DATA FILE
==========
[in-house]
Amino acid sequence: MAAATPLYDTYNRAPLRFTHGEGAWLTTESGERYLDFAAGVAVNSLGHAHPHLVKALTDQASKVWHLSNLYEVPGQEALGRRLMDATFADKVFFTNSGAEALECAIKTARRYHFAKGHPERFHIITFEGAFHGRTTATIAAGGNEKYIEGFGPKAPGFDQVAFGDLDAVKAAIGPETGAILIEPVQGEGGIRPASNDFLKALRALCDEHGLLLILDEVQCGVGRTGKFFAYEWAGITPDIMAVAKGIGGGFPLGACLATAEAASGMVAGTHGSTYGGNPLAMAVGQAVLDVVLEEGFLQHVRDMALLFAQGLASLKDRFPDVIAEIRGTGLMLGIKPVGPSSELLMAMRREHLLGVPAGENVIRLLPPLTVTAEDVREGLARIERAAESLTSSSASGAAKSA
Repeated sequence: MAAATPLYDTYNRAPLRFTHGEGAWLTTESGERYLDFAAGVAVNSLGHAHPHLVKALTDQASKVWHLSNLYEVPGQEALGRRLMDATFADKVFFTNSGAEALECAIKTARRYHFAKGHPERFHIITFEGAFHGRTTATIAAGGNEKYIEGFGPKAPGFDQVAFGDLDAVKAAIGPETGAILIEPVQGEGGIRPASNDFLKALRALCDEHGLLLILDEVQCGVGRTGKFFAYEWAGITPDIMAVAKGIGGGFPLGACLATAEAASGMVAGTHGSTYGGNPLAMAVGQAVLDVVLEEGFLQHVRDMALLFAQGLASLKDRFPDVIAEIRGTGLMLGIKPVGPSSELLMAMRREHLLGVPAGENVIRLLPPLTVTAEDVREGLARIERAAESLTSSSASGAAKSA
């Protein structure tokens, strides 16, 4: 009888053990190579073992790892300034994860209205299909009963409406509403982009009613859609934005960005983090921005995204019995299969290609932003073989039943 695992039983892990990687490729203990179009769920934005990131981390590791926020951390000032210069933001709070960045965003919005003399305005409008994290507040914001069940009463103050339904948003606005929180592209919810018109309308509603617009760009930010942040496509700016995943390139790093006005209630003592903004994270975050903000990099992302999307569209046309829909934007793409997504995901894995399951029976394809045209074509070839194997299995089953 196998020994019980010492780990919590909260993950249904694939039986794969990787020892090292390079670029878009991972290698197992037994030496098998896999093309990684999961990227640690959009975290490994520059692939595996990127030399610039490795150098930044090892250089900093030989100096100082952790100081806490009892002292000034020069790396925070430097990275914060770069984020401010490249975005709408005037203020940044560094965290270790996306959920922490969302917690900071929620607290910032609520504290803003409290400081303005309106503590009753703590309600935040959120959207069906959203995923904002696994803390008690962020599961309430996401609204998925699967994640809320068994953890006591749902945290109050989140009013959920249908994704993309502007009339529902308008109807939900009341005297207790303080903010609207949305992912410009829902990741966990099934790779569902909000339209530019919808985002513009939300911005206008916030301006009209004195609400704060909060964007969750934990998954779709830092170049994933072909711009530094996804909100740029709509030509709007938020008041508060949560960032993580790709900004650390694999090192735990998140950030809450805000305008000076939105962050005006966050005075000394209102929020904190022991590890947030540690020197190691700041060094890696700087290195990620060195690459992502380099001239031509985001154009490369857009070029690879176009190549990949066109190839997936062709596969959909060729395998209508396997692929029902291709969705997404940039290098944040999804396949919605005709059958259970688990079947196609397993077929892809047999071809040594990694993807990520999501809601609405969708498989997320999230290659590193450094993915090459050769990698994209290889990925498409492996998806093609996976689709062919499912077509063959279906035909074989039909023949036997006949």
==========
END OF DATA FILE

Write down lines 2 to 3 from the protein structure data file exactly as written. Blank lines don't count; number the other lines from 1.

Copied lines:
Amino acid sequence: MAAATPLYDTYNRAPLRFTHGEGAWLTTESGERYLDFAAGVAVNSLGHAHPHLVKALTDQASKVWHLSNLYEVPGQEALGRRLMDATFADKVFFTNSGAEALECAIKTARRYHFAKGHPERFHIITFEGAFHGRTTATIAAGGNEKYIEGFGPKAPGFDQVAFGDLDAVKAAIGPETGAILIEPVQGEGGIRPASNDFLKALRALCDEHGLLLILDEVQCGVGRTGKFFAYEWAGITPDIMAVAKGIGGGFPLGACLATAEAASGMVAGTHGSTYGGNPLAMAVGQAVLDVVLEEGFLQHVRDMALLFAQGLASLKDRFPDVIAEIRGTGLMLGIKPVGPSSELLMAMRREHLLGVPAGENVIRLLPPLTVTAEDVREGLARIERAAESLTSSSASGAAKSA
Repeated sequence: MAAATPLYDTYNRAPLRFTHGEGAWLTTESGERYLDFAAGVAVNSLGHAHPHLVKALTDQASKVWHLSNLYEVPGQEALGRRLMDATFADKVFFTNSGAEALECAIKTARRYHFAKGHPERFHIITFEGAFHGRTTATIAAGGNEKYIEGFGPKAPGFDQVAFGDLDAVKAAIGPETGAILIEPVQGEGGIRPASNDFLKALRALCDEHGLLLILDEVQCGVGRTGKFFAYEWAGITPDIMAVAKGIGGGFPLGACLATAEAASGMVAGTHGSTYGGNPLAMAVGQAVLDVVLEEGFLQHVRDMALLFAQGLASLKDRFPDVIAEIRGTGLMLGIKPVGPSSELLMAMRREHLLGVPAGENVIRLLPPLTVTAEDVREGLARIERAAESLTSSSASGAAKSA